A Teacher Finds the Anglican Way


As a teacher of theology in an ecumenical Christian school, Anglican Compass has been helpful to my own faith, in explaining the faith to my students, and as a resource for our weekly service of morning prayer.

A Compass for Our Family

My own personal journey, and the journey of my family into the Anglican tradition, is a story of the value of the Anglican Compass.


After getting married and moving to the Dallas area, my wife and I settled into an evangelical non-denominational church in which to begin raising our young family. We had attended a few Anglican services together, but the formality and hierarchy left us uncomfortable, particularly on account of my wife’s Baptist background. Five years later, in the midst of scandals at our church and the absence of accountability for our pastors, my wife and I found ourselves searching for a new church and a new tradition. I was interested in Anglicanism, but needed materials that could help explain the tradition. So I began to Google, and Google led me to Anglican Compass.

One of the first articles I came across was this fantastic one that very helpfully explained why specially ordained clergy, as well as a formal liturgy, are necessary for the celebration of Holy Eucharist. I also found other articles, like this one on crossing oneself and this one about vestments, to be helpful for explaining the purpose behind certain things that initially made us uncomfortable. With this help, we found Restoration Anglican Church and haven’t looked back.

Once in an Anglican parish, and trying to figure out how to “do Anglican things,” Anglican Compass really began to shine. It helped by giving a run-down of the liturgical structure, explaining how to participate in communion, the rationale for infant baptism, its historical basis, and responses to common questions. And then, after baptizing our three daughters, Anglican Compass taught us how to pray at home, and helped us to understand Confirmation in the terms of maturity and mission.

A Compass for My Students

One of the most obvious fruits of my journey into the Anglican sphere is how it has affected my work as teacher of theology in an ecumenical context.

Inspired by Anglican Compass on the value of catechesis, I have my students memorize the answers to a catechism largely derived from To Be A Christian, published by ACNA.  I assign the Apostolic Fathers, which produces fascination with both the Didache and the Letters of Ignatius of Antioch. I ask the question, “How then should we live,” helping students not only to ask questions, but also helping them to discover answers.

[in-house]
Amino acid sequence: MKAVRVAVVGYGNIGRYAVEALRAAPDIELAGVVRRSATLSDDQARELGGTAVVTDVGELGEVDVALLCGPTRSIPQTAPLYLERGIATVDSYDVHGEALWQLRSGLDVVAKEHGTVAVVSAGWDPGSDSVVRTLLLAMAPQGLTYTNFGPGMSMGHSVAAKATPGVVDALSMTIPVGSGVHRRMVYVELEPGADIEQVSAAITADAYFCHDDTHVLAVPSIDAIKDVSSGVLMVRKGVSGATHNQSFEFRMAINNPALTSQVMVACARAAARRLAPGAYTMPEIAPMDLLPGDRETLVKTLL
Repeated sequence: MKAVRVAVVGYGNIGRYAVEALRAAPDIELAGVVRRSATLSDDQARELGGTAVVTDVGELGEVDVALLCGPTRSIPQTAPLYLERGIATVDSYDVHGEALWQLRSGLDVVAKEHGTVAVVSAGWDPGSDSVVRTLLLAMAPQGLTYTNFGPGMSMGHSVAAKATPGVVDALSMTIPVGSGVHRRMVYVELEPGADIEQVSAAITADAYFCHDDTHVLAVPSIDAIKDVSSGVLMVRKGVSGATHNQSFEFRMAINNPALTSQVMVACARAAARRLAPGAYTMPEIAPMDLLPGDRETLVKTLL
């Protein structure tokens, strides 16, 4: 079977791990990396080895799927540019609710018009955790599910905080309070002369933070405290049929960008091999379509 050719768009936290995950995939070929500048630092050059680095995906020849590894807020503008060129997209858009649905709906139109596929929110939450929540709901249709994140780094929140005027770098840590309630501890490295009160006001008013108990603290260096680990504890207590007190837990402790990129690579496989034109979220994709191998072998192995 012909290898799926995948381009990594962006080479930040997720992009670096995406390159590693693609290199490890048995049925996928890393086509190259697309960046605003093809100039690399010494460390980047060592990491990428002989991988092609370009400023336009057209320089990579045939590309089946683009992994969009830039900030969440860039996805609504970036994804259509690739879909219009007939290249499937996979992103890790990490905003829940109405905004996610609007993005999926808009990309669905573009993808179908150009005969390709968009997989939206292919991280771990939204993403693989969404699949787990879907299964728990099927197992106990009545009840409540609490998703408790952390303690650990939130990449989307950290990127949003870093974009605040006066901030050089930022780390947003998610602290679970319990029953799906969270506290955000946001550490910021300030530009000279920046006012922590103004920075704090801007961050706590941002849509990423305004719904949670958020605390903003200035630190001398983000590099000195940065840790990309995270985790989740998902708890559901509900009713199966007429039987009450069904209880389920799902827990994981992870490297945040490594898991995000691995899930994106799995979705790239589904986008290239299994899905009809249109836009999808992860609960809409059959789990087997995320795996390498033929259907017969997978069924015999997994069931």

I have found the Anglican Compass to be a helpful explainer for students who ask where I go to church. Once I answer, they usually want to know what Anglicanism is, and so I always hand Winfield Bevins’ outline of Anglican beliefs, which is excerpted from Winfield Bevins’s book Simply Anglican. I have had students who were questioning their faith, join my wife and me at church on Sundays, and on Monday mornings, sitting in my office, struggling to understand why they were moved by Anglican worship.

I see in my students a journey into deeper Christian faith, buoyed by the church fathers, similar to others shared on Anglican Compass.

A Compass for Prayer

Of course, answers are best found in prayer. And so on Wednesday mornings, I lead whoever shows up (students, teachers, staff) in the service of Morning Prayer.

Once more, Anglican Compass has proved to be an invaluable companion by producing quarterly prayer booklets. Though I have experimented with projecting the liturgy on the screen (shout out to the great work done at DailyOffice2019.com!), I think tactile, printed booklets lead to a better experience and I plan to let folks keep them in the hopes that praying the hours may become a habit for them as it has for me.

Moreover, Anglican Compass has assisted my own prayer life, especially in making confession. This article on hearing confessions was especially helpful to me. In addition to the joy of the collective confession and absolution during the service of Holy Communion, private confession has been a channel for the grace to be a better husband, father, and teacher.

Gratitude for God’s Grace

Ultimately, the Anglican way has administered grace, to me, to my family, and to my students. We receive the sacraments, the drama of a liturgy that moves our hearts, the daily office with its training of mind and body, a window into the Great Tradition of the Church, a clear continuity with the communion of saints, and a humbling, awe-inspiring vision of the providential work of God in the past, in the present, and into the future. And this journey would not have happened without Anglican Compass.

Published on

November 18, 2022


Greg Jeffers

Greg Jeffers is a member of Restoration Anglican Church in Richardson, TX. He serves in the Department of Theology at the Covenant School of Dallas, where he teaches high school courses on Ethics and Rhetoric.

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